Yoga instructor Rob Loud, who teaches at the Yoga Pod in Boulder, says cutting back doesn’t mean ignoring news and issues, but we can’t let them hijack our lives. There are so many causes—social, political, environmental—that we can get overwhelmed. “It’s a full-time job. If you were to address them all you’d just run in circles,” Loud says.

Healing Your Anxious Self

“This is a good time to rededicate yourself to your core values,” Bockhoff suggests. “Times of transition are like that. What are your priorities?” Choose one cause and turn frustration or hopelessness into action, she advises. You can make phone calls, donate money or volunteer, but make your action manageable; helping even one person can make a big difference. “The bottom line is that you want to empower yourself.” That said, she notes that community action, like the way people united to help flood victims or participated in the recent women’s and science marches, can create a collective energy that is invigorating.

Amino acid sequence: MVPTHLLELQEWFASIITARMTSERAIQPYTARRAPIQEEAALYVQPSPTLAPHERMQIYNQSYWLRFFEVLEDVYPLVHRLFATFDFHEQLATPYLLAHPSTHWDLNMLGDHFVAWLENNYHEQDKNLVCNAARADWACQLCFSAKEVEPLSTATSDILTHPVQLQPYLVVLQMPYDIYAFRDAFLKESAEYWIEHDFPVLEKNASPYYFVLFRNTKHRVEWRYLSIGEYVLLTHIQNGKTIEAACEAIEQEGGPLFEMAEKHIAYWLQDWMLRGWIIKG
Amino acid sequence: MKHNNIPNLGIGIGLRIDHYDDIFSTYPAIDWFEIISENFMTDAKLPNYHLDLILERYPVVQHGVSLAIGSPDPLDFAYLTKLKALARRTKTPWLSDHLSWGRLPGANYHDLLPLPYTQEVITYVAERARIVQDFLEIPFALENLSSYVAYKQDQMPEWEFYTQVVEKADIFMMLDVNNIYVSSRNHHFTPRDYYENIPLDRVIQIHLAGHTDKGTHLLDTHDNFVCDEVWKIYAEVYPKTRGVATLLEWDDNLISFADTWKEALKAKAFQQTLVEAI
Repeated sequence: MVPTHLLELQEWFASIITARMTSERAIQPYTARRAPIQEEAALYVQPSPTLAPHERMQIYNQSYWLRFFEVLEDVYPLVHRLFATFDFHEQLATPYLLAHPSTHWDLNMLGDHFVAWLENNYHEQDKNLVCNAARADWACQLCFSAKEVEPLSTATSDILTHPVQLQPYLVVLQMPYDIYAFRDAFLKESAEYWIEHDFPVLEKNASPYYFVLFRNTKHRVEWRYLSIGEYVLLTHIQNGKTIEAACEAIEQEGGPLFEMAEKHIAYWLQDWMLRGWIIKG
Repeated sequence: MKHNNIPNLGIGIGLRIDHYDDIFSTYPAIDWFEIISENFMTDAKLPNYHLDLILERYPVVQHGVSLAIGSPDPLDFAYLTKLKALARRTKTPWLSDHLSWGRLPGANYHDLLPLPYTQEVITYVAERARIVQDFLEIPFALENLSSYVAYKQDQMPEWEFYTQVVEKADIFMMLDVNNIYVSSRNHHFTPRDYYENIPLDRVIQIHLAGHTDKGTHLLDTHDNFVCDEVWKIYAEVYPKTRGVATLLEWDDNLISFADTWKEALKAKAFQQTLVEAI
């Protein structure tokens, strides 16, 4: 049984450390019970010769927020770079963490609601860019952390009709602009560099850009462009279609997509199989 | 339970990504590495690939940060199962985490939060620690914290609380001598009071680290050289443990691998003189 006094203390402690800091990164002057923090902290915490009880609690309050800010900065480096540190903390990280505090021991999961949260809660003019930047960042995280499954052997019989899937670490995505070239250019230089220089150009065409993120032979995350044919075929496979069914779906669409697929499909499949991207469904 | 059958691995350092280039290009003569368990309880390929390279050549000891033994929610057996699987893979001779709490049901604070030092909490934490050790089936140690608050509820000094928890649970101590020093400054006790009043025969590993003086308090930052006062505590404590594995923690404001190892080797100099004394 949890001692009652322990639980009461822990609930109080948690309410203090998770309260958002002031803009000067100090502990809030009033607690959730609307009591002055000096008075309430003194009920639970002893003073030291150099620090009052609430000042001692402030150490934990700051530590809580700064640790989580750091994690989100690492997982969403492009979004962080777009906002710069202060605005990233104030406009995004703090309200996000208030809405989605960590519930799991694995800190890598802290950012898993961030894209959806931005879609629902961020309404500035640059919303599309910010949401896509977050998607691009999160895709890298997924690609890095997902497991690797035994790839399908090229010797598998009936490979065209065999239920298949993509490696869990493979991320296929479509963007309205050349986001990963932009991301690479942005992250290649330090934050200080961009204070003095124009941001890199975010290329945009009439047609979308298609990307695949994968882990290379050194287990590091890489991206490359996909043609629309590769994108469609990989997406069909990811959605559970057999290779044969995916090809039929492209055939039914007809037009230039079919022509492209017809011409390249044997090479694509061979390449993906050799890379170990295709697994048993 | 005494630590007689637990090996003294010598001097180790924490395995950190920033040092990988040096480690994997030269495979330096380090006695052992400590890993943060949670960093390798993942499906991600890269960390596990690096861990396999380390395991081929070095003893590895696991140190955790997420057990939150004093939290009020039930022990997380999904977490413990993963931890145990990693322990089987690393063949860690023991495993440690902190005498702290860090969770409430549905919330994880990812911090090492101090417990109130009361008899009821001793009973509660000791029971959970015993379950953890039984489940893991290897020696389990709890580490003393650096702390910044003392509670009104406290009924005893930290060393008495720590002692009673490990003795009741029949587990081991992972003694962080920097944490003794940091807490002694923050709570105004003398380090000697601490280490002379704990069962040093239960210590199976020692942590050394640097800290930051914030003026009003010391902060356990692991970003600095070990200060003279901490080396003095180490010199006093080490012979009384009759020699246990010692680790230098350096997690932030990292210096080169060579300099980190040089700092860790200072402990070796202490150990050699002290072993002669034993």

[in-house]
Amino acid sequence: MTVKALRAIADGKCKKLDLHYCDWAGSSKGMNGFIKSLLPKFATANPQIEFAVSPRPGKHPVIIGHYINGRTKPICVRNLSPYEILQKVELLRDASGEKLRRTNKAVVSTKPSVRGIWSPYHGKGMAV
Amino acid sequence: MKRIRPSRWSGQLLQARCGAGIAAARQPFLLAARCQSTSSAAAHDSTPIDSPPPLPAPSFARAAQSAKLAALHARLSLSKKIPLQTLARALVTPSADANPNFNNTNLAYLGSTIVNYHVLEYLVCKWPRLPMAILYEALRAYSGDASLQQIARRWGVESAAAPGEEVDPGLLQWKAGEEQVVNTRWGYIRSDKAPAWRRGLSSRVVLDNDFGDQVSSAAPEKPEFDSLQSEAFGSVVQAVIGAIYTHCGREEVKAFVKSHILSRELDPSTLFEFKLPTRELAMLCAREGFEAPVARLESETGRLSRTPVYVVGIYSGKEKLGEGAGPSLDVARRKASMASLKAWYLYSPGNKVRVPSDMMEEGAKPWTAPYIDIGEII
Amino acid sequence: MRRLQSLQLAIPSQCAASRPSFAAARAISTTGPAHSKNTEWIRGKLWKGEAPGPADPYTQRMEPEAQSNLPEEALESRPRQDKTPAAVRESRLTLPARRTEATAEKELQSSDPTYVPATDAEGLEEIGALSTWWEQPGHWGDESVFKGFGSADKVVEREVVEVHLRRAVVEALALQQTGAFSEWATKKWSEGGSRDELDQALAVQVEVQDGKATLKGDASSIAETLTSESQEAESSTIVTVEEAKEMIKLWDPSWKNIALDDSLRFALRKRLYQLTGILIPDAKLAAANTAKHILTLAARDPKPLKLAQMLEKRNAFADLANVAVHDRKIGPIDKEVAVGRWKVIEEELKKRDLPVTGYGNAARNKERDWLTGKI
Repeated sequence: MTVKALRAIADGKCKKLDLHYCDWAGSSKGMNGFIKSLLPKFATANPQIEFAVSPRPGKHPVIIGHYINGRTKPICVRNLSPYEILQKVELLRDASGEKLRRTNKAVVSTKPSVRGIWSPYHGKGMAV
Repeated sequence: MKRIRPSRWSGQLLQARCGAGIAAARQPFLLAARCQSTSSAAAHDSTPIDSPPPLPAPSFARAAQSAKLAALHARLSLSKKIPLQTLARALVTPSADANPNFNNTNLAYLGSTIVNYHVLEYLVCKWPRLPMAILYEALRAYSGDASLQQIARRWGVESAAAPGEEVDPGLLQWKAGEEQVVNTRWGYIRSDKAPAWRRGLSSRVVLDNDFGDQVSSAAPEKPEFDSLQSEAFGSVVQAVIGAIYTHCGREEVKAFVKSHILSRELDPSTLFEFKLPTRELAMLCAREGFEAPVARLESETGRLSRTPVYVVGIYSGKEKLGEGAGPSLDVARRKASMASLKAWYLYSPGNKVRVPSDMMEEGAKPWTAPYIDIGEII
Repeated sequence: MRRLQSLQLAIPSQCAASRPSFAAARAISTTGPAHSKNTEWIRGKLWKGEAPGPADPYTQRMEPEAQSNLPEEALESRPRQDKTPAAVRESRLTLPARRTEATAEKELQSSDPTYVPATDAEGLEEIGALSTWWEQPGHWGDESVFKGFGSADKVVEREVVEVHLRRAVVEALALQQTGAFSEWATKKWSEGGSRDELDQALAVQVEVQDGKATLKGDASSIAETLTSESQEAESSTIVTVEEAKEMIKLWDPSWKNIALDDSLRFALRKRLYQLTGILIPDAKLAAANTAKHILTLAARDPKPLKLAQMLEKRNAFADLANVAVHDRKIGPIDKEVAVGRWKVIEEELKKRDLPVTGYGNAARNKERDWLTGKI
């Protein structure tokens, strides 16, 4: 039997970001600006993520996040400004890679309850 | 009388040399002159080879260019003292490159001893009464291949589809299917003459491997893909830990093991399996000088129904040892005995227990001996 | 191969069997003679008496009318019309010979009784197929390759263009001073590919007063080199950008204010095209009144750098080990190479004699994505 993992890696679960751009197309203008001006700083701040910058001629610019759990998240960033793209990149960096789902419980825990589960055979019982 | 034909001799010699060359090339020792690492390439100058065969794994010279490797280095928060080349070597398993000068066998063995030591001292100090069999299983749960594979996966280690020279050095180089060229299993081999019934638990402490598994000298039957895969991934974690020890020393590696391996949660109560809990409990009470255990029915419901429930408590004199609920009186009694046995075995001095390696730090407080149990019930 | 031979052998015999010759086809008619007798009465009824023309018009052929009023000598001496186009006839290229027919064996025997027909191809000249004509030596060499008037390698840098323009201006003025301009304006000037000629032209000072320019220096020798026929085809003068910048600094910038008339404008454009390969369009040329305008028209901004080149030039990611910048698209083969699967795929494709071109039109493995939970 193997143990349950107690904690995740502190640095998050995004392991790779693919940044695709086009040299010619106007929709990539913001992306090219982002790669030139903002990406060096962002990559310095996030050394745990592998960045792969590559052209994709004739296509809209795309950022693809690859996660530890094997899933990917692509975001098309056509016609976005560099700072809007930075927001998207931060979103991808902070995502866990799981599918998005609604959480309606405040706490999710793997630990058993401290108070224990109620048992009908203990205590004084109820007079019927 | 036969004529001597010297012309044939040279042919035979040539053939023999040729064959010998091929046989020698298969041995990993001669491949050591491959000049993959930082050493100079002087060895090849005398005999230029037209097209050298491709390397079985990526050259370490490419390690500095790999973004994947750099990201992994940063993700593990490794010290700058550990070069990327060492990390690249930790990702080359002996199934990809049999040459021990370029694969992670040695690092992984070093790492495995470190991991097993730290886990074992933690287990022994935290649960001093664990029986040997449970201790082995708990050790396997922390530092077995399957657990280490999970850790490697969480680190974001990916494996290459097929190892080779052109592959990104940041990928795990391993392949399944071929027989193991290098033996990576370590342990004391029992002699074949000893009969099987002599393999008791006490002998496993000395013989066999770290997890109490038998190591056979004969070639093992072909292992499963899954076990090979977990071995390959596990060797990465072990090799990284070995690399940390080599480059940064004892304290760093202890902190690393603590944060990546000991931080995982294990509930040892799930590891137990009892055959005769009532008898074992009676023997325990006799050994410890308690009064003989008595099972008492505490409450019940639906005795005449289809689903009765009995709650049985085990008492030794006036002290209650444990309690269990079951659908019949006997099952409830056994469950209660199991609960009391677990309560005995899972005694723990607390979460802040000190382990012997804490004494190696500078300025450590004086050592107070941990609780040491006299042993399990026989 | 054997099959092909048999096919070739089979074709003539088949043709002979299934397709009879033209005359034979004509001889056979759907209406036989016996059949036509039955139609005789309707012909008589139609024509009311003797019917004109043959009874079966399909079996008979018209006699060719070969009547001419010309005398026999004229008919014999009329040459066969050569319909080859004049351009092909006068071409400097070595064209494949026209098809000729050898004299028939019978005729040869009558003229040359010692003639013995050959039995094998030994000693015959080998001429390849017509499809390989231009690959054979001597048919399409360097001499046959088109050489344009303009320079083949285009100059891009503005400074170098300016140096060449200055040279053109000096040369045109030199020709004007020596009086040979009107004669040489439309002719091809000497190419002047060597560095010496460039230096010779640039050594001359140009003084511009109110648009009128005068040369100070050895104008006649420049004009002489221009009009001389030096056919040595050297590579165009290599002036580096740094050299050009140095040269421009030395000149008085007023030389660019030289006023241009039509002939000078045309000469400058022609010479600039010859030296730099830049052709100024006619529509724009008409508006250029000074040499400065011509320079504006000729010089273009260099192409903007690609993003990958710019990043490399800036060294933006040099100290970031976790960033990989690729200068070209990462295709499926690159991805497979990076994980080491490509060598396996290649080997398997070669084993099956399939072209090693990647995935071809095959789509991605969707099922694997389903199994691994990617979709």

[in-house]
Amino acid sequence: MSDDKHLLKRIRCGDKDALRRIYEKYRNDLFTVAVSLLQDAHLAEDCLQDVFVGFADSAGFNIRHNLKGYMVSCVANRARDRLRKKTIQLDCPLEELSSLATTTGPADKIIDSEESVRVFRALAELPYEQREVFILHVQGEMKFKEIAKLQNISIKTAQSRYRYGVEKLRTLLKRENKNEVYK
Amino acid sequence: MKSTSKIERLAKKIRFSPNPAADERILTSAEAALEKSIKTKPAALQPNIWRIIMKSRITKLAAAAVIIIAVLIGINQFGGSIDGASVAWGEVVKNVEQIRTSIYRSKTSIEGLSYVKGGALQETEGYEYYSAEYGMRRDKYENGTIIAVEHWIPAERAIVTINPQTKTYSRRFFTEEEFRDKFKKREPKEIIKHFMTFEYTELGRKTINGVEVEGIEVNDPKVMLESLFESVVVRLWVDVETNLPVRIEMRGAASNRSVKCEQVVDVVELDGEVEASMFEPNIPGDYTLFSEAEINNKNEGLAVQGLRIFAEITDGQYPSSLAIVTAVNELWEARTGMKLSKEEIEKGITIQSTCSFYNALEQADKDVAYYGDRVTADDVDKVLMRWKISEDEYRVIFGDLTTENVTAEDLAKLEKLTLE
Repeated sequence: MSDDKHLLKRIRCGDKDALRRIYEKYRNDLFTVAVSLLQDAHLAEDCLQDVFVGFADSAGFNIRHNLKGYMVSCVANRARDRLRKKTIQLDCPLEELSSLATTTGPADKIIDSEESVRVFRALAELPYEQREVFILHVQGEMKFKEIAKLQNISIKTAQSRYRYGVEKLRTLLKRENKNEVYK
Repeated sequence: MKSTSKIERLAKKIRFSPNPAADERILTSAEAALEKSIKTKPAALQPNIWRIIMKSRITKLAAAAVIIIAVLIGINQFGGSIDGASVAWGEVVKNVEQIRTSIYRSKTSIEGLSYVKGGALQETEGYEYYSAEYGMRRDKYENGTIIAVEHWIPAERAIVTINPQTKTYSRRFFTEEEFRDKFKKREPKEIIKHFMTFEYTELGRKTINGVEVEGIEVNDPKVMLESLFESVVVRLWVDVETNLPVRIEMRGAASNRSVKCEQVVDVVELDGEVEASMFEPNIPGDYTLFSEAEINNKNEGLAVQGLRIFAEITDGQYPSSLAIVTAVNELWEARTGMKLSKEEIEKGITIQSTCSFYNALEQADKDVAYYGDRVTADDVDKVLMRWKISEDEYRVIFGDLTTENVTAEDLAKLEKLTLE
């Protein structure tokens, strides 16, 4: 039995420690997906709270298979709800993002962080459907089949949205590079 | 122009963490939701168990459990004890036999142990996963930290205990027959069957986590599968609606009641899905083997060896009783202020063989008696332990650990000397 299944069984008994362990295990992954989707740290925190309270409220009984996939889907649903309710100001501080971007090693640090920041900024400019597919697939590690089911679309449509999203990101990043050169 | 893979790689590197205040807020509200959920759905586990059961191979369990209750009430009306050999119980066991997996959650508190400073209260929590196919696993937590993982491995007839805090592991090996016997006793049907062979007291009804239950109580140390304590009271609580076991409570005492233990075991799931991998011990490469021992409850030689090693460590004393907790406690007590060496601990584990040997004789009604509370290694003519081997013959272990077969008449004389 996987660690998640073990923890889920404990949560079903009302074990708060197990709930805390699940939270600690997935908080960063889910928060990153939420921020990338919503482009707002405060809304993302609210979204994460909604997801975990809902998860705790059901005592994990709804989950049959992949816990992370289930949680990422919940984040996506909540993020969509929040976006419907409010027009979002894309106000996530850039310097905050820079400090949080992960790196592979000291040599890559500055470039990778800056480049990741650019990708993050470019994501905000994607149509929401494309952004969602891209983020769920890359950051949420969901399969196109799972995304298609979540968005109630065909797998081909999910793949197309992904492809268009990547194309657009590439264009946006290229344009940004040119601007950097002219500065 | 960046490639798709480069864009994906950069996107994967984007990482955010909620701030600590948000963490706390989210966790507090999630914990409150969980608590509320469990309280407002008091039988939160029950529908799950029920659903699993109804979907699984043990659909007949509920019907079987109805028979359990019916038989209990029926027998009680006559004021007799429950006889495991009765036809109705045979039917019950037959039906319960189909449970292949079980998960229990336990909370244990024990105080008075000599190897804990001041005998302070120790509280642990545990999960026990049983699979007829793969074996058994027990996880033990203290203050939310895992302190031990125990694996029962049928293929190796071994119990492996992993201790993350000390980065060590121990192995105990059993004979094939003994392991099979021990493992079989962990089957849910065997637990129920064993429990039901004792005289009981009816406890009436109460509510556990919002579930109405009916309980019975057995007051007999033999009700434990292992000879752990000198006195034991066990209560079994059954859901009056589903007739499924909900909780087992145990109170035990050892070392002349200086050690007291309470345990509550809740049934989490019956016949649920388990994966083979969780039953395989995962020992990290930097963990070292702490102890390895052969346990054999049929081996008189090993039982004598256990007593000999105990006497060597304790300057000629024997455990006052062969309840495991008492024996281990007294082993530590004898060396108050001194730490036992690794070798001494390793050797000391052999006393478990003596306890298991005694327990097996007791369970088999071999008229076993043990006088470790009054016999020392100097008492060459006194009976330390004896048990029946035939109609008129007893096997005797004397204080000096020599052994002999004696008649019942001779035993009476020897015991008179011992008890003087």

Rest, exercise and healthy eating support emotional resilience, too. Bockhoff reminds people to care for themselves spiritually, and notes the many local forums and resources for supporting spiritual health. Boulder County also has a strong cadre of therapists, an important route if you are feeling particularly overwhelmed or not fully functional.

Loud emphasizes the importance of spending time with friends and family as well as focusing on the small victories in the world. “There’s lots of awesomeness going on, it’s just not on the news,” he says. Attend to the hobbies you enjoy or take on a new creative endeavor.

And get outside, says Bockhoff. “One of our greatest resources is the natural beauty that we live in. Walk in nature—it’s so restorative. It also helps us connect with the big picture and remember what’s important.”

To calm your nervous system, pay attention to your breathing, says yoga instructor Rob Loud. Yoga is his salvation in these anxious times. He says learning to be comfortable with being uncomfortable is the key. (photo by Jim Campbell,

For Loud, clarity comes with quiet and focusing on breathing. “Breath is key,” he says. “When you’re depressed, it’s labored. When you panic, it speeds up. Pay attention to breathing deeply; it calms the nervous system. On some level that feels like checking out, but really it’s tuning in.”